Did you spot the spat? Not content with the latest military opportunity- bombing Libya, two of our military men decided to go head-to-head. Put simply the navy man said we can't go on like this but the army man disagreed, see HERE .
While all this was going on, the RAF bloke was either ominously or sensibly quiet. The public notice things like that. They also wonder at this daft code of discipline that the military adhere to. If, for example, there is a problem then you could say the navy man had a duty to speak up. Then again perhaps the RAF man will wait until he can see the winner of this army/navy fight, then join the winning side. This would be called strategic thinking, the sort of stuff learnt on officer training courses. Mind you he might have learnt this trick from all that effort that's gone into Afghanistan. There the warring tribes do just the same thing, join the winning side, so all that effort wasn't wasted after all. We have posted about this inter-service rivalry before.
Elephants are on the rampage in India. It is thought they do this because they are under stress of some sort, usually they are immature elephants and they can be very disruptive. On the rampage - this leads us to the Archbishop of Canterbury and Ed Balls. If there was a Silly Man of the Year competition the AoC would do well. Christine Odone writes of how the AoC was under stress at the time of the debate on gay priests, saying of the AoC-
thoughtful, warm and wise, a good man severely tested by the schism over homosexual priests that risked splitting the Anglican Communion. He could not bear to see the pain and venom that had been unleashed by that row: surely, he told me, eyes welling, "God’s community was inclusive and all-embracing"?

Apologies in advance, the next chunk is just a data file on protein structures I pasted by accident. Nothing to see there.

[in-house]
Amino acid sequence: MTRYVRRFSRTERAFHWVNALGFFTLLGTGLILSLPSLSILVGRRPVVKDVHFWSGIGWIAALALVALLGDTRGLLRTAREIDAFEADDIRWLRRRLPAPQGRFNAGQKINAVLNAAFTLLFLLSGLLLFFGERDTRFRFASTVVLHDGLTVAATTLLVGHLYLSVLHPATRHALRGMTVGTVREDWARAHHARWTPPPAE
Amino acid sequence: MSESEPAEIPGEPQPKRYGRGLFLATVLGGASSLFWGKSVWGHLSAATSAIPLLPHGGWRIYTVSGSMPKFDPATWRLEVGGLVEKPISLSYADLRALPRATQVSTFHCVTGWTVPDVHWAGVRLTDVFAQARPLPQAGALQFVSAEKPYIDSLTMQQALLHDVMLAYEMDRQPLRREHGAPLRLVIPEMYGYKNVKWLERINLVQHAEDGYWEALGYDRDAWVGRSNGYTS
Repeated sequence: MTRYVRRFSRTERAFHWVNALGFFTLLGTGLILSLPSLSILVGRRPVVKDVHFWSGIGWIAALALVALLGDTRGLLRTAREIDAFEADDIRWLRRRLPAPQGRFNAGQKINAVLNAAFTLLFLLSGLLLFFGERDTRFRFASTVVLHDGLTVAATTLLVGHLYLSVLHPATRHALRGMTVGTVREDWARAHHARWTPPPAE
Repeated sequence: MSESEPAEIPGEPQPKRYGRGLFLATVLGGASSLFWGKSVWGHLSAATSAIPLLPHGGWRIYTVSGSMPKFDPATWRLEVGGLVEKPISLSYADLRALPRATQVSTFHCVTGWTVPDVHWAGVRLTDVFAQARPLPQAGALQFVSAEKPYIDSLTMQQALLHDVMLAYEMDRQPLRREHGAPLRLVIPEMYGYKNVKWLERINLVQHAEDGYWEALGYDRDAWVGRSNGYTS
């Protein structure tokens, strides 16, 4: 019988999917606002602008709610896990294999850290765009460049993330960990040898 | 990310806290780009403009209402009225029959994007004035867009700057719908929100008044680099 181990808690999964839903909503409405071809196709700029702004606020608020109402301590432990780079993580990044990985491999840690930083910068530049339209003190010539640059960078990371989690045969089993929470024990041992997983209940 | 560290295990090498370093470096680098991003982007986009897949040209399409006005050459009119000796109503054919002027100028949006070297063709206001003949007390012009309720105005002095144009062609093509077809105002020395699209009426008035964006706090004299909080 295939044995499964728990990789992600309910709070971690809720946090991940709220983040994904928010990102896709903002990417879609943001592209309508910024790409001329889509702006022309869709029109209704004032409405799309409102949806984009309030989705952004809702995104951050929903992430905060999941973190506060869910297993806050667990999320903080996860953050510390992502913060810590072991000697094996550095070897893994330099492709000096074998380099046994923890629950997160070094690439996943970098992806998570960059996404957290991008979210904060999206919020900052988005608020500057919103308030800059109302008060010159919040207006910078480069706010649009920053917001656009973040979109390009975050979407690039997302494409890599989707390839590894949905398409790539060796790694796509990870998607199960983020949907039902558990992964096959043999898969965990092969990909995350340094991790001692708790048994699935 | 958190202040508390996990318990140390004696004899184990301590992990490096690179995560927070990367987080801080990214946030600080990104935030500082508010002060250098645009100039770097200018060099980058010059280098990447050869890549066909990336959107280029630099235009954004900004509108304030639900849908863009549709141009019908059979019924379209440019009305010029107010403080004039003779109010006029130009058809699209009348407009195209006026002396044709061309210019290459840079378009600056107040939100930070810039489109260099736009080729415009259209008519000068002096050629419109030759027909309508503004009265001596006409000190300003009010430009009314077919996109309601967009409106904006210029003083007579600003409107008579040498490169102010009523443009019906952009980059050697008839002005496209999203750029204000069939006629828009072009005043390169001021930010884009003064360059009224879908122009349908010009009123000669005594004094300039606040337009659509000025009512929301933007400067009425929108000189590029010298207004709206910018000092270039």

"Twitter ye not"! A very old and well worn joke that's been around since the day the social networking site of the same name was launched. And I see Richard North on EUReferendum used it the other day too. So there you are, good advice from comedian Frankie Howerd. Except for the fact he had died before social networking in the style we now know had been invented. There is also the important point that Howerd would have said "titter ye not", as this was one of his favourite lines. And another thing, Howerd's idea of social networking was to sit in a favourite pub with friends.
Either way it's worth a quick look at the Twitter war . South Tyneside Council have become upset about allegations of this and that concerning local dignitaries being posted on Twitter. I've talked about this, or tried to, with friends "it's all so trivial", they declared. Yes, and that's the point, hence the whole affair is worthy of a second look. At the root of all this malarkey is something as old as the hills. I first came across this 30 years ago when a friend who worked in local government let me in on one of the office secrets.